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January 14, 2012

Temple Grandin to Speak at Vermont Grazing and Livestock Conference

GrandinThere’s exciting news for the ag aficionados out there: Temple Grandin is coming to town.

Well, she's coming to Fairlee, Vt., which might be a bit of a hike for some. But the trip is worth taking: Grandin is a pioneering thinker in livestock handling, behavior and processing — in other words, the real deal (and something of a rock star, in my humble opinion as an amateur cattle farmer).

Grandin is speaking on Saturday, Jan. 21, at the 16th annual Vermont Grazing and Livestock Conference. (If you're not interested in attending the whole conference, you can buy a $10 ticket to Grandin's talk.) Perhaps best known for her work in slaughterhouse innovation — equipment she designed is used in half of all cattle processing facilities in North America — Grandin has written bestselling books on animal behavior, consulted for corporations such as McDonald’s on animal welfare, and inspired the excellent HBO biopic Temple Grandin.

She's also autistic, and has spoken and written extensively about the experience of living with autism — and about the connection she sees between autistic and animal behaviors. She describes herself as a visual thinker who understands words and concepts in pictures — a tremendous asset in her line of work, it turns out, because she can relate to “thought without language,” allowing her to sympathize with animals’ experiences.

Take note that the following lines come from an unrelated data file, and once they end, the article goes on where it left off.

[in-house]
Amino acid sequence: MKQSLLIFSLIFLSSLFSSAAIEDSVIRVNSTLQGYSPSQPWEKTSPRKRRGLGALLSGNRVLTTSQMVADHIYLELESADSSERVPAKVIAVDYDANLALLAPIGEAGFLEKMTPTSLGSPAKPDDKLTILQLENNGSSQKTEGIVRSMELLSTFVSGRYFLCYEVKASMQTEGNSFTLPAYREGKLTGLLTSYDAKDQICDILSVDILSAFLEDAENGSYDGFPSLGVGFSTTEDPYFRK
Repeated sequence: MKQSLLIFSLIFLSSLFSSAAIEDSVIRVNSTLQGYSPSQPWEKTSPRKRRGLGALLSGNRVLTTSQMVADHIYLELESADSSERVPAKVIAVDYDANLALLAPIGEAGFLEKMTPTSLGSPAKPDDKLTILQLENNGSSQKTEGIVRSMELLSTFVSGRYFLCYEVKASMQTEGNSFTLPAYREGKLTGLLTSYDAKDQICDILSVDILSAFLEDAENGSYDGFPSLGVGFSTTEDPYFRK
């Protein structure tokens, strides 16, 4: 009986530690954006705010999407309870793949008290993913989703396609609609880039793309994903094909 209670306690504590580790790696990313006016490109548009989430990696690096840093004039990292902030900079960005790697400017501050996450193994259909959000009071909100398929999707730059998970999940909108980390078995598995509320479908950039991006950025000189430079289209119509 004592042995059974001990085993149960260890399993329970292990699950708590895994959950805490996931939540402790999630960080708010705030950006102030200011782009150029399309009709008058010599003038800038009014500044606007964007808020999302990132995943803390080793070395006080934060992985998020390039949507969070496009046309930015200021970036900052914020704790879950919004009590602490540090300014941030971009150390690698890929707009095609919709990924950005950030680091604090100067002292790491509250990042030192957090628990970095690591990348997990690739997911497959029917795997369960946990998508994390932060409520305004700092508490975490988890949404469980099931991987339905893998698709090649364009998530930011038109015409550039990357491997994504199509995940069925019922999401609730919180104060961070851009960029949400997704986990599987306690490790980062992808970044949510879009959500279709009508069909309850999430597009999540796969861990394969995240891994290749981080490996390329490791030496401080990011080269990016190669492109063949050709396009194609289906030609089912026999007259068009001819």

Early in her career, she spent a great deal of time in cattle feed lots and slaughter facilities trying to figure out what distracts and upsets the animals. Sometimes, it was something as simple as a shadow, a moving hose or a blinking light — distractions that were obvious to Grandin, whose autism makes her hypersensitive, but had seemed insignificant to the animal handlers in the slaughter facilities.

Eliminate the distractions, Grandin said, and cattle will move calmly through chutes on their way to a vaccination or slaughter. Hers is a compassionate approach to livestock management, but it also happens to be a profitable one: Dairy cows that aren’t afraid of their handlers will produce more milk.

If you can’t make the conference, but are still interested in Grandin, don’t miss some highlights of her work online. In 2009, she spoke with Terry Gross on NPR's "Fresh Air" about her book Animals Make Us Human: Creating the Best Life for Animals and her general approach to livestock management. Also, check out the HBO movie (my admiration for Grandin is nearly matched by my admiration for Clare Danes as Grandin). And, if you’re interested in her work on autism, don’t miss her TED talk, “The world needs all kinds of minds,” about the importance of embracing autism-spectrum thinkers. 

Photo courtesy Colorado State University.


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